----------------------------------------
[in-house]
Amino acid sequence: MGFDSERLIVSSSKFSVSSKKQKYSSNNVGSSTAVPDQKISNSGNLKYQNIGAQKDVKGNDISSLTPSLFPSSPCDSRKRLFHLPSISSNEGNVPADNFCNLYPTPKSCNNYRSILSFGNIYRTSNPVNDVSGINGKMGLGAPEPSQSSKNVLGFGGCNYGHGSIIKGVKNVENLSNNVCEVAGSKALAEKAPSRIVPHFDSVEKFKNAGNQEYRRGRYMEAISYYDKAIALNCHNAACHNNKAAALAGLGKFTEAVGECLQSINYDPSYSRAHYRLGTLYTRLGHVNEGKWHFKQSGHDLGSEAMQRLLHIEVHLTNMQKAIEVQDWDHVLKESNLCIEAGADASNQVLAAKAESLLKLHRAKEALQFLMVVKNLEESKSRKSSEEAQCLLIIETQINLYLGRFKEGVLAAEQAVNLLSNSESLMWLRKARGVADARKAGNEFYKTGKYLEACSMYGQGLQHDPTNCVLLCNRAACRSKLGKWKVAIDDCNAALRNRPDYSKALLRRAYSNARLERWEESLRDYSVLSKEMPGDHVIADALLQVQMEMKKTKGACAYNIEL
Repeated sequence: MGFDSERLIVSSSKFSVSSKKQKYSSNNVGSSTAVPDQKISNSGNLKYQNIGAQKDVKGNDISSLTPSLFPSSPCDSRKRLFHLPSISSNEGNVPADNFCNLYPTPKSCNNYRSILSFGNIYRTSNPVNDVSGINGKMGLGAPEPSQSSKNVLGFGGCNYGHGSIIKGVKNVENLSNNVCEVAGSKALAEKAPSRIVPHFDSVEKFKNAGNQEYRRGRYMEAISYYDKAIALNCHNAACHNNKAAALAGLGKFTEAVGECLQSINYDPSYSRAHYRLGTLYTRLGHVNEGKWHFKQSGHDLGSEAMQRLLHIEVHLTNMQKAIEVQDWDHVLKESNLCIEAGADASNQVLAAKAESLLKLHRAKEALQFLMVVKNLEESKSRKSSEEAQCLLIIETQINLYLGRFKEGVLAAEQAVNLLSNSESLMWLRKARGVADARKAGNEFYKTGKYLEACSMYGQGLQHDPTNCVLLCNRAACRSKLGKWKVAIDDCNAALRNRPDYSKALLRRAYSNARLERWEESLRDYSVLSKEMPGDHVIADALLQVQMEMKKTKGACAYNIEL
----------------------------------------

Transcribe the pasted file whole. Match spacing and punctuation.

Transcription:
[in-house]
Amino acid sequence: MGFDSERLIVSSSKFSVSSKKQKYSSNNVGSSTAVPDQKISNSGNLKYQNIGAQKDVKGNDISSLTPSLFPSSPCDSRKRLFHLPSISSNEGNVPADNFCNLYPTPKSCNNYRSILSFGNIYRTSNPVNDVSGINGKMGLGAPEPSQSSKNVLGFGGCNYGHGSIIKGVKNVENLSNNVCEVAGSKALAEKAPSRIVPHFDSVEKFKNAGNQEYRRGRYMEAISYYDKAIALNCHNAACHNNKAAALAGLGKFTEAVGECLQSINYDPSYSRAHYRLGTLYTRLGHVNEGKWHFKQSGHDLGSEAMQRLLHIEVHLTNMQKAIEVQDWDHVLKESNLCIEAGADASNQVLAAKAESLLKLHRAKEALQFLMVVKNLEESKSRKSSEEAQCLLIIETQINLYLGRFKEGVLAAEQAVNLLSNSESLMWLRKARGVADARKAGNEFYKTGKYLEACSMYGQGLQHDPTNCVLLCNRAACRSKLGKWKVAIDDCNAALRNRPDYSKALLRRAYSNARLERWEESLRDYSVLSKEMPGDHVIADALLQVQMEMKKTKGACAYNIEL
Repeated sequence: MGFDSERLIVSSSKFSVSSKKQKYSSNNVGSSTAVPDQKISNSGNLKYQNIGAQKDVKGNDISSLTPSLFPSSPCDSRKRLFHLPSISSNEGNVPADNFCNLYPTPKSCNNYRSILSFGNIYRTSNPVNDVSGINGKMGLGAPEPSQSSKNVLGFGGCNYGHGSIIKGVKNVENLSNNVCEVAGSKALAEKAPSRIVPHFDSVEKFKNAGNQEYRRGRYMEAISYYDKAIALNCHNAACHNNKAAALAGLGKFTEAVGECLQSINYDPSYSRAHYRLGTLYTRLGHVNEGKWHFKQSGHDLGSEAMQRLLHIEVHLTNMQKAIEVQDWDHVLKESNLCIEAGADASNQVLAAKAESLLKLHRAKEALQFLMVVKNLEESKSRKSSEEAQCLLIIETQINLYLGRFKEGVLAAEQAVNLLSNSESLMWLRKARGVADARKAGNEFYKTGKYLEACSMYGQGLQHDPTNCVLLCNRAACRSKLGKWKVAIDDCNAALRNRPDYSKALLRRAYSNARLERWEESLRDYSVLSKEMPGDHVIADALLQVQMEMKKTKGACAYNIEL